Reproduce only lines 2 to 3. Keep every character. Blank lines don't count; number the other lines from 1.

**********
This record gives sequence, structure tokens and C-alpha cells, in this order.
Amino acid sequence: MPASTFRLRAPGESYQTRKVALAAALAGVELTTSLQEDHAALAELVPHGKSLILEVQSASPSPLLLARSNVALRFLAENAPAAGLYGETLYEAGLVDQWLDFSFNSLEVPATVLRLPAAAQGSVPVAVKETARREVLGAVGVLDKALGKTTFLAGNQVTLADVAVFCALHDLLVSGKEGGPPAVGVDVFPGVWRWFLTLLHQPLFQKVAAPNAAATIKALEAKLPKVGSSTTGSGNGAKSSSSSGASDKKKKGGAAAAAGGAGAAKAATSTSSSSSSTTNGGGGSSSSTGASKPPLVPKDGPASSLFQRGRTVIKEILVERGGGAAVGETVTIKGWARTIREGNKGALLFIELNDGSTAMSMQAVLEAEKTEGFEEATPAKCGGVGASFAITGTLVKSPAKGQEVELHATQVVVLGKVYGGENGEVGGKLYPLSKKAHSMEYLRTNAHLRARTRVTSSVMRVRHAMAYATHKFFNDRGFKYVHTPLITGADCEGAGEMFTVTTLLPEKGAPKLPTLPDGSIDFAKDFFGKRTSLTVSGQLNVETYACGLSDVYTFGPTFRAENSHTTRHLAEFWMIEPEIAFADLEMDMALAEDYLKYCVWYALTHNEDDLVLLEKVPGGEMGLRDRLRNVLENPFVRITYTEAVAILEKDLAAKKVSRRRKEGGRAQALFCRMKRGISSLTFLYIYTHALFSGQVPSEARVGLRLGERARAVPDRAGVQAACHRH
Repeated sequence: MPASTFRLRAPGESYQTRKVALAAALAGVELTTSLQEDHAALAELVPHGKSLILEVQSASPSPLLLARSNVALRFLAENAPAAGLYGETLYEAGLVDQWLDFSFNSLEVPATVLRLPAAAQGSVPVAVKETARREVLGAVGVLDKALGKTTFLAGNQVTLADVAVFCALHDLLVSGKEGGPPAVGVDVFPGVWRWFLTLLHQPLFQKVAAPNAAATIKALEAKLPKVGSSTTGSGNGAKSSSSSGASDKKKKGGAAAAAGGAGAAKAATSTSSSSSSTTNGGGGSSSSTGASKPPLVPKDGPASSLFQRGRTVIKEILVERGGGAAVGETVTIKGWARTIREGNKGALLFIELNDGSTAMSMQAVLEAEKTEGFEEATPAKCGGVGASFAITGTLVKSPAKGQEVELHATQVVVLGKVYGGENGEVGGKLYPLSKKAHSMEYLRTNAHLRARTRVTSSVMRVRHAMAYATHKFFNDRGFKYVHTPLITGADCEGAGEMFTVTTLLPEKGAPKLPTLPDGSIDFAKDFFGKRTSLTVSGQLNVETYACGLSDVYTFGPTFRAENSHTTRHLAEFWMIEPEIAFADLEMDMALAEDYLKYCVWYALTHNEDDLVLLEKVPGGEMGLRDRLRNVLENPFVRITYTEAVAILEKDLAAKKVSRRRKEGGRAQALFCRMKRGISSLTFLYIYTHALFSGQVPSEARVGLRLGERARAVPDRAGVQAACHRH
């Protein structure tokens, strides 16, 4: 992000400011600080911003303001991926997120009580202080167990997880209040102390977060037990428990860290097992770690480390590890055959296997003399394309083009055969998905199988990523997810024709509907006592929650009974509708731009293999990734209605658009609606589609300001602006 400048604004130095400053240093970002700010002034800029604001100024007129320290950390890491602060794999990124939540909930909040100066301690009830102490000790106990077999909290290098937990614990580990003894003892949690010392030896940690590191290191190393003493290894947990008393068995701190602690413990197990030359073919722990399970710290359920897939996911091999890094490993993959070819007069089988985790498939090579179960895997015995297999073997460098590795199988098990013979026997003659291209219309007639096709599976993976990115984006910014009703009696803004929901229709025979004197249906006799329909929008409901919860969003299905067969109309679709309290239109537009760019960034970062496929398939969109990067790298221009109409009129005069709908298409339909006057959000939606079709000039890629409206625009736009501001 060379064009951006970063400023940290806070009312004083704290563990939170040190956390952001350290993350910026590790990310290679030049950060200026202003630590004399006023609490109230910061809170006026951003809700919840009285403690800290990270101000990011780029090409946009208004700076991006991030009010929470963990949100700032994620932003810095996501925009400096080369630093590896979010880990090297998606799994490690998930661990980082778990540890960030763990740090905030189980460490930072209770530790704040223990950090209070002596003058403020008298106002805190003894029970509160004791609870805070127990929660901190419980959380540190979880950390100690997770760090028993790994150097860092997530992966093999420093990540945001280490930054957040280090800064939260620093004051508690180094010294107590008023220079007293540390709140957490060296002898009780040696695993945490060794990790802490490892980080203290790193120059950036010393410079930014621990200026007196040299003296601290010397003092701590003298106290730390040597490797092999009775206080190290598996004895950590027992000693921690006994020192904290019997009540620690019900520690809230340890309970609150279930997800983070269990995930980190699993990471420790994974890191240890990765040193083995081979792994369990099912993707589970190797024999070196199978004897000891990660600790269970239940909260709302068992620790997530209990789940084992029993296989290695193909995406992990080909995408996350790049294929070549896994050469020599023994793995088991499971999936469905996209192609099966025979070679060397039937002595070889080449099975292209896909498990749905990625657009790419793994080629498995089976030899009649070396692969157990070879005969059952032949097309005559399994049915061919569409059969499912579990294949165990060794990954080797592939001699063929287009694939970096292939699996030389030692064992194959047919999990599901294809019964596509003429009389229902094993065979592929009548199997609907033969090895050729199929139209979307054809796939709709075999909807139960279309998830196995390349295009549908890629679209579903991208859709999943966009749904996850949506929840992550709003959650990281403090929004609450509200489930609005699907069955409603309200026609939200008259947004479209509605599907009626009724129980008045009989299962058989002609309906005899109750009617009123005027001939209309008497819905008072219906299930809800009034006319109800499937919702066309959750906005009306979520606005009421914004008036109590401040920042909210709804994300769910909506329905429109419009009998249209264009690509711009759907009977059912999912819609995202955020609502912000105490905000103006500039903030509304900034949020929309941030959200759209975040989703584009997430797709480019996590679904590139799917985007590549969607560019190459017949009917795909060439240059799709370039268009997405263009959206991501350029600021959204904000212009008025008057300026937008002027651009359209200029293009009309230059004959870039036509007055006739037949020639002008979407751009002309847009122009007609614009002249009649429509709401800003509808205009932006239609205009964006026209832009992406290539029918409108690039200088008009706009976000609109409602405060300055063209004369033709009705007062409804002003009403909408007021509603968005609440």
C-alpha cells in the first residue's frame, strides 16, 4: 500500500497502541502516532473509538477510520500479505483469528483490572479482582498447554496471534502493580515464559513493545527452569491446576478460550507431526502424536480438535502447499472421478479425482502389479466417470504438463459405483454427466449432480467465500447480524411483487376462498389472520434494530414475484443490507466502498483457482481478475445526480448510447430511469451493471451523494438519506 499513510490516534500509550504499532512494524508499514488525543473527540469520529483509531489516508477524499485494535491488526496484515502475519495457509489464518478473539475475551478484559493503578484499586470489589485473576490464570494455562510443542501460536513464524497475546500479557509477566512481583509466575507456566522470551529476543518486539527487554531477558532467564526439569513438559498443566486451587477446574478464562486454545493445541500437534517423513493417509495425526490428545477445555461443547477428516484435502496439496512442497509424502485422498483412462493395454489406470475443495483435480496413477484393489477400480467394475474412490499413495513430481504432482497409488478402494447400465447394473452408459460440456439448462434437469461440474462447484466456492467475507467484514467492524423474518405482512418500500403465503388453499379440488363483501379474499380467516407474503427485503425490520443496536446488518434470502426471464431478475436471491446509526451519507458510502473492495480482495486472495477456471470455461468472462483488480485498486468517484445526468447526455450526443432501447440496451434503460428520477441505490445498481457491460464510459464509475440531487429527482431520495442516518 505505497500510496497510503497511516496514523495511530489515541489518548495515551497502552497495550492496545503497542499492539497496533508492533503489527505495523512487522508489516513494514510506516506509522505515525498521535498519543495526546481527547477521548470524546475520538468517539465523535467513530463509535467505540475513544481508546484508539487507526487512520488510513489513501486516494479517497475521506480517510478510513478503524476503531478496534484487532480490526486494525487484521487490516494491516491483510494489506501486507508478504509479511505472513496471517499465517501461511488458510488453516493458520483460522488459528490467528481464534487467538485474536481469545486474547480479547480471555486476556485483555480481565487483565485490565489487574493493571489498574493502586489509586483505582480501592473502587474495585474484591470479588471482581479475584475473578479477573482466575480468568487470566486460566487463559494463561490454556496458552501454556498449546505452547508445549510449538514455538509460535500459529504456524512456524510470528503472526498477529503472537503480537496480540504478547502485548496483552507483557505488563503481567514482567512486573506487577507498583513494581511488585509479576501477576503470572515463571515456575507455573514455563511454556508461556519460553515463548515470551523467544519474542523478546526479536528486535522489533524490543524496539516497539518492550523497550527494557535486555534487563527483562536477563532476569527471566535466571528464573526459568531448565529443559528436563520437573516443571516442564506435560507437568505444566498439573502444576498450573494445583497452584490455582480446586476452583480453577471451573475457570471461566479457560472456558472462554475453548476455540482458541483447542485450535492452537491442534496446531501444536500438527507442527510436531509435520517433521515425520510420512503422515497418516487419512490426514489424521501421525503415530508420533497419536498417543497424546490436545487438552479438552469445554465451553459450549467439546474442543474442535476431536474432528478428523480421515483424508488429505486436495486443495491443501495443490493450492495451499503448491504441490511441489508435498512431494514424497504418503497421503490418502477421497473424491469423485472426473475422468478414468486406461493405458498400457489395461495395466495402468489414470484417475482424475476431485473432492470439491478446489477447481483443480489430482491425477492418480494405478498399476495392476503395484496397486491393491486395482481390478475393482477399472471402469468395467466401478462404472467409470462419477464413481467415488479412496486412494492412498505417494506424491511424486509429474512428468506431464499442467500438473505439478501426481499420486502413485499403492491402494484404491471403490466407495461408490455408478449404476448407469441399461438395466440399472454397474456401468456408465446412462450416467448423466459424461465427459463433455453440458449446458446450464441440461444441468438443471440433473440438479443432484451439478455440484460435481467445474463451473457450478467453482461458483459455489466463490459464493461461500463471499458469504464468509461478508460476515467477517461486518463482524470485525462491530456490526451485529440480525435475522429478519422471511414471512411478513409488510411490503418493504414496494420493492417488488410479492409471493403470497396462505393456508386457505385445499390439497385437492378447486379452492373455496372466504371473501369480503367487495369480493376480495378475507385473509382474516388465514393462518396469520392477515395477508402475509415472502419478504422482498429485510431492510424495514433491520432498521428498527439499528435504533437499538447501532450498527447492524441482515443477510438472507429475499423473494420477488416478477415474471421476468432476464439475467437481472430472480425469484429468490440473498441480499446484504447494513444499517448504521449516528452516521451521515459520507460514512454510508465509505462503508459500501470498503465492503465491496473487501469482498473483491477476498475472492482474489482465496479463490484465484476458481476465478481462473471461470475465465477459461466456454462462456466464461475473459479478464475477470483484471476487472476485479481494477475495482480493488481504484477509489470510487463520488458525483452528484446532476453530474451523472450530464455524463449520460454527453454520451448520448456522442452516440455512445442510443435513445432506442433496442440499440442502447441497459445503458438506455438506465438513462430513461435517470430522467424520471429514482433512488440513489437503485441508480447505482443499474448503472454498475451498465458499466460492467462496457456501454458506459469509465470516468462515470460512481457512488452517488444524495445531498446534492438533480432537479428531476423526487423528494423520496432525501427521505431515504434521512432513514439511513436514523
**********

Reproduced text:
Amino acid sequence: MPASTFRLRAPGESYQTRKVALAAALAGVELTTSLQEDHAALAELVPHGKSLILEVQSASPSPLLLARSNVALRFLAENAPAAGLYGETLYEAGLVDQWLDFSFNSLEVPATVLRLPAAAQGSVPVAVKETARREVLGAVGVLDKALGKTTFLAGNQVTLADVAVFCALHDLLVSGKEGGPPAVGVDVFPGVWRWFLTLLHQPLFQKVAAPNAAATIKALEAKLPKVGSSTTGSGNGAKSSSSSGASDKKKKGGAAAAAGGAGAAKAATSTSSSSSSTTNGGGGSSSSTGASKPPLVPKDGPASSLFQRGRTVIKEILVERGGGAAVGETVTIKGWARTIREGNKGALLFIELNDGSTAMSMQAVLEAEKTEGFEEATPAKCGGVGASFAITGTLVKSPAKGQEVELHATQVVVLGKVYGGENGEVGGKLYPLSKKAHSMEYLRTNAHLRARTRVTSSVMRVRHAMAYATHKFFNDRGFKYVHTPLITGADCEGAGEMFTVTTLLPEKGAPKLPTLPDGSIDFAKDFFGKRTSLTVSGQLNVETYACGLSDVYTFGPTFRAENSHTTRHLAEFWMIEPEIAFADLEMDMALAEDYLKYCVWYALTHNEDDLVLLEKVPGGEMGLRDRLRNVLENPFVRITYTEAVAILEKDLAAKKVSRRRKEGGRAQALFCRMKRGISSLTFLYIYTHALFSGQVPSEARVGLRLGERARAVPDRAGVQAACHRH
Repeated sequence: MPASTFRLRAPGESYQTRKVALAAALAGVELTTSLQEDHAALAELVPHGKSLILEVQSASPSPLLLARSNVALRFLAENAPAAGLYGETLYEAGLVDQWLDFSFNSLEVPATVLRLPAAAQGSVPVAVKETARREVLGAVGVLDKALGKTTFLAGNQVTLADVAVFCALHDLLVSGKEGGPPAVGVDVFPGVWRWFLTLLHQPLFQKVAAPNAAATIKALEAKLPKVGSSTTGSGNGAKSSSSSGASDKKKKGGAAAAAGGAGAAKAATSTSSSSSSTTNGGGGSSSSTGASKPPLVPKDGPASSLFQRGRTVIKEILVERGGGAAVGETVTIKGWARTIREGNKGALLFIELNDGSTAMSMQAVLEAEKTEGFEEATPAKCGGVGASFAITGTLVKSPAKGQEVELHATQVVVLGKVYGGENGEVGGKLYPLSKKAHSMEYLRTNAHLRARTRVTSSVMRVRHAMAYATHKFFNDRGFKYVHTPLITGADCEGAGEMFTVTTLLPEKGAPKLPTLPDGSIDFAKDFFGKRTSLTVSGQLNVETYACGLSDVYTFGPTFRAENSHTTRHLAEFWMIEPEIAFADLEMDMALAEDYLKYCVWYALTHNEDDLVLLEKVPGGEMGLRDRLRNVLENPFVRITYTEAVAILEKDLAAKKVSRRRKEGGRAQALFCRMKRGISSLTFLYIYTHALFSGQVPSEARVGLRLGERARAVPDRAGVQAACHRH